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- feeling like an imposter? ask “what’s going on here?”
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- a qual. research strategy – empathy mapping
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- feeling like an imposter? ask "what's going on here?"
- aims and objectives - what's the difference?
- what's a framework? - as in, conceptual or theoretical framework
- make your case stronger - argue against yourself
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- what's a #phd 'contribution'?
- connecting chapters/chapter conclusions
- a planner's approach to the first draft
- concluding the journal article
- connecting chapters/chapter introductions
Category Archives: research methods
I haven’t taught research methods for a year or so. But right now I do wish I still was. I’m not asking for additional workload. Not at all. It’s just that there is so much potential for learning in the … Continue reading
Health warning – this is a tiny rant about one of my pet peeves, research “training”. It also draws on my own research in creativity and education. My starting point – Research is a creative process. The connection between research … Continue reading
PhDers sometimes find writing the thesis methods chapter a pretty tedious business. But the methods chapter is a key part of the examination process – it shows that the researcher knows how to research. You see, examiners make their decision … Continue reading
I work a lot with tiny texts. Abstracts. Storyboards. Story threads. Lines of argument. Tiny texts are my academic writing tool of choice. If I had to abandon all the other writing strategies I have in my repertoire, this is … Continue reading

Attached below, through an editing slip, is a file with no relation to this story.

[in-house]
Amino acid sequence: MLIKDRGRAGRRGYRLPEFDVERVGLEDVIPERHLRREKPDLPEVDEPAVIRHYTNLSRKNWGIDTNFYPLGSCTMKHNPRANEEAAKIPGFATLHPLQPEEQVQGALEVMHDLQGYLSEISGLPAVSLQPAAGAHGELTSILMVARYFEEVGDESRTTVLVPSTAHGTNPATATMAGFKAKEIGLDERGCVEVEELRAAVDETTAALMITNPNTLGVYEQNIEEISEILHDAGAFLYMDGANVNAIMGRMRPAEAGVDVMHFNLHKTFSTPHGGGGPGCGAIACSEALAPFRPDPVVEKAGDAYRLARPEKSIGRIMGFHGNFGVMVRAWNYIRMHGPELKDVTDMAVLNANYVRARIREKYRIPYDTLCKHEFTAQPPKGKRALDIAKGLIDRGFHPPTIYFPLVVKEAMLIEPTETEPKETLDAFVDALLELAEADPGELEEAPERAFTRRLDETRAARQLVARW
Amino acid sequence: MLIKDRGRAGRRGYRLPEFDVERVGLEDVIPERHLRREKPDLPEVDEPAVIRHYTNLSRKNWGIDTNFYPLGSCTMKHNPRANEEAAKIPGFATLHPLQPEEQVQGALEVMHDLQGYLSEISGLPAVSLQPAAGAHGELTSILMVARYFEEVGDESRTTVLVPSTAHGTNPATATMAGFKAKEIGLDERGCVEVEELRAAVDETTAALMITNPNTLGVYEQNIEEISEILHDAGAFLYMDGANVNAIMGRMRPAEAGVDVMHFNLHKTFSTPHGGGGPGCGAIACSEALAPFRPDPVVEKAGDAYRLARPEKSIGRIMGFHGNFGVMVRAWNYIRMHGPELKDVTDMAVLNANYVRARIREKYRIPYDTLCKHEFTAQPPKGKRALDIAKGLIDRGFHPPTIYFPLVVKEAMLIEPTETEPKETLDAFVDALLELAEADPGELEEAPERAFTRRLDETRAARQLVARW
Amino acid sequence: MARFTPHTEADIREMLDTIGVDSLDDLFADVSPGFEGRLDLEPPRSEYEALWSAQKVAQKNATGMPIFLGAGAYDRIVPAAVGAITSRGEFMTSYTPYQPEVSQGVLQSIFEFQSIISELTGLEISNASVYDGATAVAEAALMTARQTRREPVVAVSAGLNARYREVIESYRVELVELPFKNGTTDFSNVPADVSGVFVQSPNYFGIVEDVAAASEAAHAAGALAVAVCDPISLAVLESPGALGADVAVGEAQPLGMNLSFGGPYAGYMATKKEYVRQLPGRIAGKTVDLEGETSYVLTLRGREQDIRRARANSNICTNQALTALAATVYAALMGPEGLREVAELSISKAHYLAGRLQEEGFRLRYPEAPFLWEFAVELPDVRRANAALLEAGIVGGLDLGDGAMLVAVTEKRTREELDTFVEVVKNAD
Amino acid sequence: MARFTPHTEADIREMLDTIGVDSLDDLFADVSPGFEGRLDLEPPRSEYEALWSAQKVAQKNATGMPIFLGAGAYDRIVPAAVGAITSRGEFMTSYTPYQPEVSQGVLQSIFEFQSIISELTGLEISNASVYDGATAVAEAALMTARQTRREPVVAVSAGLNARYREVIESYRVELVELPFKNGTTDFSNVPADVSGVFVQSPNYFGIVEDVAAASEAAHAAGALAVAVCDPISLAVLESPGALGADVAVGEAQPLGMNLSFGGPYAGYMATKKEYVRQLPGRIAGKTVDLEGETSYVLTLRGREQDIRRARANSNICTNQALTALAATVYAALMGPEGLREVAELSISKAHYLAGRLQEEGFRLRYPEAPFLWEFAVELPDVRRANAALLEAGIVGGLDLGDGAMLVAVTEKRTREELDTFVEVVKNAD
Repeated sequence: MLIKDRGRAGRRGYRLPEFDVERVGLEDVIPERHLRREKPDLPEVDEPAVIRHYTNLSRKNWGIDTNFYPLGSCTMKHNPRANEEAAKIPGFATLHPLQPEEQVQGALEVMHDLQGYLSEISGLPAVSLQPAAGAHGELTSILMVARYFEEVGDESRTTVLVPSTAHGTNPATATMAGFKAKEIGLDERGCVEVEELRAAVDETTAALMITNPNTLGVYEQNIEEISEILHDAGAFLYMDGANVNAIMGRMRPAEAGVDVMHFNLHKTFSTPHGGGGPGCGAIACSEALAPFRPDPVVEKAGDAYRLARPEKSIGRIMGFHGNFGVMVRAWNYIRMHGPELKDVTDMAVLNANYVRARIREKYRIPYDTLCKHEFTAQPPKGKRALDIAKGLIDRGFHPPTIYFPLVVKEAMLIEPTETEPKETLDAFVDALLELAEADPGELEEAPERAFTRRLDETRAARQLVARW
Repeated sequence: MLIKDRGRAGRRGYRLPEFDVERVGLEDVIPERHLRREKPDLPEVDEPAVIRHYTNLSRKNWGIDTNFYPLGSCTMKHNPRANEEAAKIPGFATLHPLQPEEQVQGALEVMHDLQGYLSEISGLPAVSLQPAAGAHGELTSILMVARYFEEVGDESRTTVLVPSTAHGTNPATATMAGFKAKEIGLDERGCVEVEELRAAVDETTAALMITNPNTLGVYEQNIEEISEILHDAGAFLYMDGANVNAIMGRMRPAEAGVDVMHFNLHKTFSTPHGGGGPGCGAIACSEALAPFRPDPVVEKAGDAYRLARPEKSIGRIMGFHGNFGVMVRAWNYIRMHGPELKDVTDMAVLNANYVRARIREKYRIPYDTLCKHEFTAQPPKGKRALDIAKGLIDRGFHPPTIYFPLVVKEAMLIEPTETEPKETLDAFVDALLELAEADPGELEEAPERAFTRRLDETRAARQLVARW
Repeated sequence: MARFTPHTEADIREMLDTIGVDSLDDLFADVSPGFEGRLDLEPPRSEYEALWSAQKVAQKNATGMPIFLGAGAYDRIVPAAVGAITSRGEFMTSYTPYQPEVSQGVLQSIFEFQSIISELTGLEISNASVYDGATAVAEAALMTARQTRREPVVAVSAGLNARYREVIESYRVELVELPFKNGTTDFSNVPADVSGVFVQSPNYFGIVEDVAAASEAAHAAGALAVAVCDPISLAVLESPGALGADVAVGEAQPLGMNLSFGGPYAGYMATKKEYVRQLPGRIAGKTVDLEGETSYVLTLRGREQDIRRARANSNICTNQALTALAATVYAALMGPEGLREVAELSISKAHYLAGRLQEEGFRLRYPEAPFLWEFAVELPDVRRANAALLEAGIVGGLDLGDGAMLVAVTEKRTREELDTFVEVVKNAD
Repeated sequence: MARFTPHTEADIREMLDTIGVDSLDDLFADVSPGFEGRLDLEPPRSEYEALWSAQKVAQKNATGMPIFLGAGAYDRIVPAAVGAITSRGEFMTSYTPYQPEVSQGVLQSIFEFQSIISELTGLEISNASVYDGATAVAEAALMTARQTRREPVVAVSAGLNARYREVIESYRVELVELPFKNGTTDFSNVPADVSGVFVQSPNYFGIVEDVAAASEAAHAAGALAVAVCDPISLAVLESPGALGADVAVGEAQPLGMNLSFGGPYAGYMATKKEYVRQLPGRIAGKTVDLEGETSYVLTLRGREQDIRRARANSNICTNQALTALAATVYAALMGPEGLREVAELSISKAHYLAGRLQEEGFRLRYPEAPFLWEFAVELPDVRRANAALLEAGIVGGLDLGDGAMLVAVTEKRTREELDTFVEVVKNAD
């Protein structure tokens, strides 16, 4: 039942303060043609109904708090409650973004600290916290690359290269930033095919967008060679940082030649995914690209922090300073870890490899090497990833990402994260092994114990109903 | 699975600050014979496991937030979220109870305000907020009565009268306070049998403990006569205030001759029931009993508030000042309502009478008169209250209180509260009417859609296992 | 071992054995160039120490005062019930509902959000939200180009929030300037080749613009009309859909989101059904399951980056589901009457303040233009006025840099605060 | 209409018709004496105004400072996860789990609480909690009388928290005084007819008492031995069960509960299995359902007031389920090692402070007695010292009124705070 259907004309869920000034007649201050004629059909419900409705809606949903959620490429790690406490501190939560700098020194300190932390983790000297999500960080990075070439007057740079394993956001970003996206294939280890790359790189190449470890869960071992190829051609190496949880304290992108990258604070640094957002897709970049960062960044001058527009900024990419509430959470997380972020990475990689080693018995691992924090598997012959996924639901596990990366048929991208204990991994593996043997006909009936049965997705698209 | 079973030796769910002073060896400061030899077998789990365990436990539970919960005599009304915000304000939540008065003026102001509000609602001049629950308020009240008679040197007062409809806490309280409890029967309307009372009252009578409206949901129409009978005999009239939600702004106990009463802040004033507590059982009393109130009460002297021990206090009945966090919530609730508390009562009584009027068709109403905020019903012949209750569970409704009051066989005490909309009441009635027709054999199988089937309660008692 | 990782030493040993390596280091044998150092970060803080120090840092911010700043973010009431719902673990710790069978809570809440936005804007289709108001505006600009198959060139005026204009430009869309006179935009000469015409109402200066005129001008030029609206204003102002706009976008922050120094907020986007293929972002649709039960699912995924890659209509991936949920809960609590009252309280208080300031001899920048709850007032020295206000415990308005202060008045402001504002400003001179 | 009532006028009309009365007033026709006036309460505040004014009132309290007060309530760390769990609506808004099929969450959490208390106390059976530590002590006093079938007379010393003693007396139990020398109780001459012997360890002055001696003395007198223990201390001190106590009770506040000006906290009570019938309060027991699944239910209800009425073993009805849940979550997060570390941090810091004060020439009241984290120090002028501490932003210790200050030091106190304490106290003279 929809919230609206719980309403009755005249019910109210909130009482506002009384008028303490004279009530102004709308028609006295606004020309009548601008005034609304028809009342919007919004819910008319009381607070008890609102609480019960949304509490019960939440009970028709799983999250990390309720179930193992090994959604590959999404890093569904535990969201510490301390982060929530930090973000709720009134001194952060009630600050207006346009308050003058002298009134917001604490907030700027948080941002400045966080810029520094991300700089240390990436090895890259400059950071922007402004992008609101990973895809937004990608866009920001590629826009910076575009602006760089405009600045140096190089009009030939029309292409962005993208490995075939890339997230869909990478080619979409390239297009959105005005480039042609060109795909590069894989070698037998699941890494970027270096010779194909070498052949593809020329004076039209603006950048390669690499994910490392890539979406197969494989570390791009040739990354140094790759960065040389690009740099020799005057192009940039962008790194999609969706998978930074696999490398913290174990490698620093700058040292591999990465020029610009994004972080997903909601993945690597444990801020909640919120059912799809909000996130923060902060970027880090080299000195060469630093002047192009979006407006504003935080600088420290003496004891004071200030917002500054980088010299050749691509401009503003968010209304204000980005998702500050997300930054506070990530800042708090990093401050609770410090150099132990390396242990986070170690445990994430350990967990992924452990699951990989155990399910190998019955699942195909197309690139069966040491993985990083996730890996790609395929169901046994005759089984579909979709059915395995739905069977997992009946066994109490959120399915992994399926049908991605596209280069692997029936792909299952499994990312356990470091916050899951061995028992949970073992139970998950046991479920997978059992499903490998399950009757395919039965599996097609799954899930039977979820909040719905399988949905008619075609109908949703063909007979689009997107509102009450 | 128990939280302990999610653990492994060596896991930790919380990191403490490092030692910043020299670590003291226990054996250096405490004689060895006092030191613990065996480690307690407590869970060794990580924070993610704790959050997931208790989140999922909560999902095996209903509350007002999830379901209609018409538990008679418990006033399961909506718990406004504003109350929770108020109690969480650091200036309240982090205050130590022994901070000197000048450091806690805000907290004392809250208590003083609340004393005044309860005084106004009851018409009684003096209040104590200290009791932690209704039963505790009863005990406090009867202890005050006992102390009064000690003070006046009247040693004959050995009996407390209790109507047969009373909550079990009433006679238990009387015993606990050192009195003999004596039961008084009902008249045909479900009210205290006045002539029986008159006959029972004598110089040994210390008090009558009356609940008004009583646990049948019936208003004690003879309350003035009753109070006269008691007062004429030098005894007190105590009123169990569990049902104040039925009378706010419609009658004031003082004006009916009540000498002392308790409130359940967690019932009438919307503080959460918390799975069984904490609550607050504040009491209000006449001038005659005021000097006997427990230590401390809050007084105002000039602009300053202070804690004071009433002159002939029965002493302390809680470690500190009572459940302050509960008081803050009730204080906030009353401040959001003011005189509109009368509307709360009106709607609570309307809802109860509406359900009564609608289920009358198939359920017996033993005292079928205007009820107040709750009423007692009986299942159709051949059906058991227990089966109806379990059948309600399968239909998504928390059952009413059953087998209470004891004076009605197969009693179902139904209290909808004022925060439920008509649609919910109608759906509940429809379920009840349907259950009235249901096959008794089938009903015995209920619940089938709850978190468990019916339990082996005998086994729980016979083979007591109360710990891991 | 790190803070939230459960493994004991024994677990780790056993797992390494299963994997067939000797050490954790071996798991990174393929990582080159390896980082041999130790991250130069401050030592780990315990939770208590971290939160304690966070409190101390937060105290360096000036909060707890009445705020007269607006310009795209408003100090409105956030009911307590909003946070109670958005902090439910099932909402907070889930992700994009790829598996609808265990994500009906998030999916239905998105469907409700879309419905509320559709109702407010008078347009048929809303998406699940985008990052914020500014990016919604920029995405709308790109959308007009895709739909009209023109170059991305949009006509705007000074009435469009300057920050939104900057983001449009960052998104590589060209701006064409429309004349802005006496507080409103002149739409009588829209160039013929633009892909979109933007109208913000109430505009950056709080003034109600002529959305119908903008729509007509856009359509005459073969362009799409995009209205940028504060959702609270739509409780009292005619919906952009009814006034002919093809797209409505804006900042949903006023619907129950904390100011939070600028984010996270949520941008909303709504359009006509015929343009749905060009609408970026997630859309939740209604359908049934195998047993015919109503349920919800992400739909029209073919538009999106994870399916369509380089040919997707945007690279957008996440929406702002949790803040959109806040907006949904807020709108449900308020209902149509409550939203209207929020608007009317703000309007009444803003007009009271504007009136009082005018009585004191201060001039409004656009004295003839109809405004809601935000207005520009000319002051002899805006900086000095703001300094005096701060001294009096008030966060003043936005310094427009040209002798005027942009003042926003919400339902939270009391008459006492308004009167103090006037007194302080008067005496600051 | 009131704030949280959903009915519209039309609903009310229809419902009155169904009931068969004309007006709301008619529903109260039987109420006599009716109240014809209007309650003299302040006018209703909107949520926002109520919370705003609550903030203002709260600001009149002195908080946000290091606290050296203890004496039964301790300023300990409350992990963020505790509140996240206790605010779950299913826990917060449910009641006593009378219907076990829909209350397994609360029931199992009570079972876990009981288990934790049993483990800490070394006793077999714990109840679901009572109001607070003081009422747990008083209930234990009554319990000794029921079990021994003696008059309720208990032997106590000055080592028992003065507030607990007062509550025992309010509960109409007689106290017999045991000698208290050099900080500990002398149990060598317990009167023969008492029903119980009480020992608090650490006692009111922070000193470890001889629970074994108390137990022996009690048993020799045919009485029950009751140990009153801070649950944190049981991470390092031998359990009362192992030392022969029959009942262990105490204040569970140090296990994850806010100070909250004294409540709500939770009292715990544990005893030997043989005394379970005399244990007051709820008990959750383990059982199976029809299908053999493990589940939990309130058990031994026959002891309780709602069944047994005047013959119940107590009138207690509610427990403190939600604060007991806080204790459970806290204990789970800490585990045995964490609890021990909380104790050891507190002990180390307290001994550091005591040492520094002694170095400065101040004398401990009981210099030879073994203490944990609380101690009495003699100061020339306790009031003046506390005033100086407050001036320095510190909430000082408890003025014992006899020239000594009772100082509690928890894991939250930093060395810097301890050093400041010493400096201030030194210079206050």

Every now and then patter offers a close-up of research writing. This near-sighted exercise is intended to illustrate how ‘reading for the writing’ can be helpful. This particular ‘reading for writing’ post looks at writing qualitative methods in a journal … Continue reading
Today, as this post publishes, I’m giving a talk to postgraduate researchers. One of the things I will talk about is why it’s important for all researchers to practice seeing things differently. We already have ways of describing this imperative … Continue reading
Once upon a time, when I worked in schools, early childhood teachers routinely issued young children with a ‘pen license’. A pen license was much sought after as it meant that a child could ‘advance’ to using a pen instead of … Continue reading
This is a guest post from Shawn Sobers. Shawn is Associate Professor of Lens Media, and teaches in the Photography BA programme, and MA Research Practice at University of the West of England, Bristol. He is a filmmaker, photographer and researcher. His … Continue reading
The notion of a warrant is important in research. It helps to know what the term means, particularly if you get asked a question about your research warrant in, say, a conference presentation or supervision tutorial. Most dictionaries define a … Continue reading
I’ve just reviewed a lot, and I mean a lot, of research bids. I review research bids regularly, as do a lot of senior academics. Some of them are great and some of them are decent, sensible and worth doing. … Continue reading